June 2022
Volume 63, Issue 7
Open Access
ARVO Annual Meeting Abstract  |   June 2022
Prevalence of abnormal corneas in the United States based on Scheimpflug tomography analytics of a pediatric population
Author Affiliations & Notes
  • Sandra S Block
    Illinois College of Optometry, Chicago, Illinois, United States
  • Jennifer Harthan
    Illinois College of Optometry, Chicago, Illinois, United States
  • Xiaohua Zhuang
    Illinois College of Optometry, Chicago, Illinois, United States
  • William Tullo
    Oculus, Inc, Arlington, Washington, United States
  • John David Gelles
    Corneal and Laser Eye Institute, New York, New York, United States
  • Andrew Morgenstern
    Washington Eye Physicians, Rockville, Washington, United States
  • Barry Eiden
    North Suburban Vision Consultants, Deerfield, Illinois, United States
  • Footnotes
    Commercial Relationships   Sandra Block None; Jennifer Harthan Allergan, Essilor, Euclid Systems, International Keratoconus Academy, Metro Optics, SynergEyes, Visioneering Technologies, Inc., Code C (Consultant/Contractor), Bausch and Lomb, Kala Pharmaceuticals, Ocular Therapeutic, Metro Optics, Code F (Financial Support); Xiaohua Zhuang None; William Tullo Oculus, Code E (Employment), Princeton Optometry, Code O (Owner); John Gelles Avedro/Glaukos, Avellino Labs, Advanced Ophthalmic Systems, BostonSight, Bausch + Lomb, Contamac, EyecareLive, EyePhotoDoc, Formulens, Google, Gas Permeable Lens Institute (GPLI), International Keratoconus Academy, Mojo Vision, Oculus, Ovitz, STAPLE program, Scleral Lens Education Society, Sparca, Synergeyes, Visionary Optics, Visionix, Code C (Consultant/Contractor), Avedro/Glaukos, Avellino Labs, Advanced Ophthalmic Systems, BostonSight, Bausch + Lomb, Contamac, EyecareLive, EyePhotoDoc, Formulens, Google, Gas Permeable Lens Institute (GPLI), International Keratoconus Academy, Mojo Vision, Oculus, Ovitz, STAPLE program, Scleral Lens Education Society, Sparca, Synergeyes, Visionary Optics, Visionix, Code F (Financial Support); Andrew Morgenstern Oculus, Code C (Consultant/Contractor); Barry Eiden Alcon, Allergan, Avellino, B&L, Cooper, Euclid,Lenz,Oculus, Optovue, Novartis,Sight Sciences, Sight Glass, Special Eyes, Synergyes and VTI, Visible Genomics, Code C (Consultant/Contractor), Vision Genomics, Code I (Personal Financial Interest), Alcon, Allergan, Avellino, B&L, Cooper, Euclid,Lenz,Oculus, Optovue, Novartis,Sight Sciences, Sight Glass, Special Eyes, Synergyes and VTI, Visible Genomics, Code R (Recipient)
  • Footnotes
    Support  None
Investigative Ophthalmology & Visual Science June 2022, Vol.63, 2415 – A0218. doi:
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      Sandra S Block, Jennifer Harthan, Xiaohua Zhuang, William Tullo, John David Gelles, Andrew Morgenstern, Barry Eiden; Prevalence of abnormal corneas in the United States based on Scheimpflug tomography analytics of a pediatric population. Invest. Ophthalmol. Vis. Sci. 2022;63(7):2415 – A0218.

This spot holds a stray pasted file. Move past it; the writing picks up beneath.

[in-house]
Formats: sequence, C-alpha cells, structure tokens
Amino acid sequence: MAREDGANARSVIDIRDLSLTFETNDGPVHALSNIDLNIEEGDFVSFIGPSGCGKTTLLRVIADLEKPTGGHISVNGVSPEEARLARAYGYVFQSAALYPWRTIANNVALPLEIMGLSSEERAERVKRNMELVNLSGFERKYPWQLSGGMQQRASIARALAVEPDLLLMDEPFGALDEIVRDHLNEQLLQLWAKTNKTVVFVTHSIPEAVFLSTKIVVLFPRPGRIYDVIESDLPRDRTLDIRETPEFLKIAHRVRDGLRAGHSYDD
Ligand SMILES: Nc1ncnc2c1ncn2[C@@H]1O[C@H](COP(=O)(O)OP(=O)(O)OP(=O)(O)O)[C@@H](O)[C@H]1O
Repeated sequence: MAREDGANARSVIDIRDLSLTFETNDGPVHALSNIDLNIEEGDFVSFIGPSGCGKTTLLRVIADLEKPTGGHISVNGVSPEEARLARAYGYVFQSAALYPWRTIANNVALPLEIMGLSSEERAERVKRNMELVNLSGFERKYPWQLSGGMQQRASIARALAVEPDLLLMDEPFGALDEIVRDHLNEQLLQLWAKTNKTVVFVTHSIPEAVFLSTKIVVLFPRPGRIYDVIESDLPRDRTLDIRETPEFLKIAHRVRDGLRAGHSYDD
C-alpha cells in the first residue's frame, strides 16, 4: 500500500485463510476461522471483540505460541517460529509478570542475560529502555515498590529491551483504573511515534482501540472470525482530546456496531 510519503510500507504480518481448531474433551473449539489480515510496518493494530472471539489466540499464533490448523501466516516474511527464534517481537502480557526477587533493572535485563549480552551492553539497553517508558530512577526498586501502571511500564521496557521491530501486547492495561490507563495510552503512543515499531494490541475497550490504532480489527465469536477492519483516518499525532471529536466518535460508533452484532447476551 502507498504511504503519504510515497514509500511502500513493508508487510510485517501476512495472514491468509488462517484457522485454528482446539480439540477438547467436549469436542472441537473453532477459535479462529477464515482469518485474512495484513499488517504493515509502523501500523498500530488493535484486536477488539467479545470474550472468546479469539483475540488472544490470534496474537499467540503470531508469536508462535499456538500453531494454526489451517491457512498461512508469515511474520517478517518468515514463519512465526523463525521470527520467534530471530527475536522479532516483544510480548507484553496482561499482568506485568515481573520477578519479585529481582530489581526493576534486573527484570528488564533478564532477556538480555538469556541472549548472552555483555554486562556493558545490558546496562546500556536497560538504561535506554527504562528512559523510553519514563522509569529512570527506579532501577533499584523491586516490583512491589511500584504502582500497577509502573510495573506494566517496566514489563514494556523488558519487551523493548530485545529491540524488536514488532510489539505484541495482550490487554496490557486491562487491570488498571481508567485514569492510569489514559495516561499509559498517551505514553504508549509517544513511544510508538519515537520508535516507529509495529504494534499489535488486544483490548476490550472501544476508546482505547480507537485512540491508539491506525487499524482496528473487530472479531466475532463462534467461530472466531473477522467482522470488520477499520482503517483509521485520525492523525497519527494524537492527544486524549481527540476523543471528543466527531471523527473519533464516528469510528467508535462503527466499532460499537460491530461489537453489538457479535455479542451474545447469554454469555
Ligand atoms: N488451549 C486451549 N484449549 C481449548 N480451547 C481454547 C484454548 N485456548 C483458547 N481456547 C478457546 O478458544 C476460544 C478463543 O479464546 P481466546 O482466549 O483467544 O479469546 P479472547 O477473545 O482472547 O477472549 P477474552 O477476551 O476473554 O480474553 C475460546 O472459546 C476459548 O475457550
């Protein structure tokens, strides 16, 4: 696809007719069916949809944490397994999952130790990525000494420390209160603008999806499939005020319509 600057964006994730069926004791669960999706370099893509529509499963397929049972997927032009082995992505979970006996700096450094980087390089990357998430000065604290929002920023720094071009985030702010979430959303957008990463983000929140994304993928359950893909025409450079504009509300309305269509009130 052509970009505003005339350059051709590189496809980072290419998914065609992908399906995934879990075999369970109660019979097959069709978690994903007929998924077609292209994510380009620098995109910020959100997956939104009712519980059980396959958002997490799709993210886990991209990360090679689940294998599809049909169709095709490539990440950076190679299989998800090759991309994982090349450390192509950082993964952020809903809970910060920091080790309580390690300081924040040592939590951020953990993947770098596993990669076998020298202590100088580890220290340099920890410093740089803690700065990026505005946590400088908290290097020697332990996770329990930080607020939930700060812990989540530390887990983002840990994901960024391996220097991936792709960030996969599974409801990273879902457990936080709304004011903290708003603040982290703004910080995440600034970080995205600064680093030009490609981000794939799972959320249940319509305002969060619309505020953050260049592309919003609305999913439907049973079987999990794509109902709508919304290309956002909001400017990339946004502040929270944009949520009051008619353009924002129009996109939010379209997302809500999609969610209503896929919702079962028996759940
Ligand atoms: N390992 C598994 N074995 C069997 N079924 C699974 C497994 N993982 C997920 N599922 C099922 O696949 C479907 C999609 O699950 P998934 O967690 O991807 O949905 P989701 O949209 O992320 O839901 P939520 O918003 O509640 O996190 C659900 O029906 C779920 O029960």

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      © ARVO (1962-2015); The Authors (2016-present)

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Abstract

Purpose : The goal of this study was to determine prevalence of abnormal corneas in pediatric subjects in the US.

Methods : Children aged 3-18 yrs at a school-based vision clinic were enrolled in an IRB approved, prospective, observational, single center (Illinois Eye Institute at Princeton, Chicago) study. Scheimpflug tomography (Pentacam HR, OCULUS Optikgrate GmbH, Germany) was acquired on each eye during comprehensive exams after obtaining consent. Automated multimetric analysis (Belin/Ambrosio Enhanced Ectasia BAD3, OCULUS Optikgrate GmbH, Germany) was run on each scan and the Final BAD-D (Final D) was derived. There is limited reference to prevalence of keratoconus (KC) as determined by tomography in children, and none in a US based population. The prevalence of KC in the generation 2 Raine Study is 1.2% (1 in 84) using a Final D score >2.6 (derived from Scheimpflug imaging). The BAD3 was designed to separate normal from abnormal corneas using a Final D > 2.69. A Final D of > 2.70 was used to calculate prevalence of abnormal corneas for this study.
The following criteria were used to differentiate normal from abnormal corneas (Table 1): Normal, Final D < 2.00 in both eyes, KC Suspect, Final D = or > 2.00 - < 2.70 in at least one eye, and KC, Final D = or > 2.70 in at least one eye. Statistical analysis was performed with SPSS version 25.0 (IBM Corp., Armonk, NY, USA).

Results : 2212 eyes were screened for this analysis. Subjects > 18 yrs of age or subjects missing data on the Final D measurements were excluded. Among those included, 96.3% (n=2131) were identified as Black or LatinX. (61.9% (n=1369) were Black and 34.4% (n=762) LatinX).

7.7% (n=165) of the total eyes screened, 8.3% (n=114) of the Black and 6.0% (n=46) of the LatinX subjects had a Final D between 2.00 – 2.69 in at least one eye and were assumed KC suspect. 2.3% (n=50) of the total eyes, 2.5% (n=34) of the Black and 1.4% (n=11) of the LatinX population had a Final D = or > 2.70 in at least one eye and were considered keratoconic.

Conclusions : In a primarily Black and LatinX pediatric cohort the prevalence of KC was found to be 2.3% (1 in 50), higher than what has been reported. Patients who are considered keratoconus suspect are important to identify as they require close monitoring. Corneal tomography may be a vital component of pediatric eye exams for early diagnosis and treatment of keratoconus.

This abstract was presented at the 2022 ARVO Annual Meeting, held in Denver, CO, May 1-4, 2022, and virtually.

 

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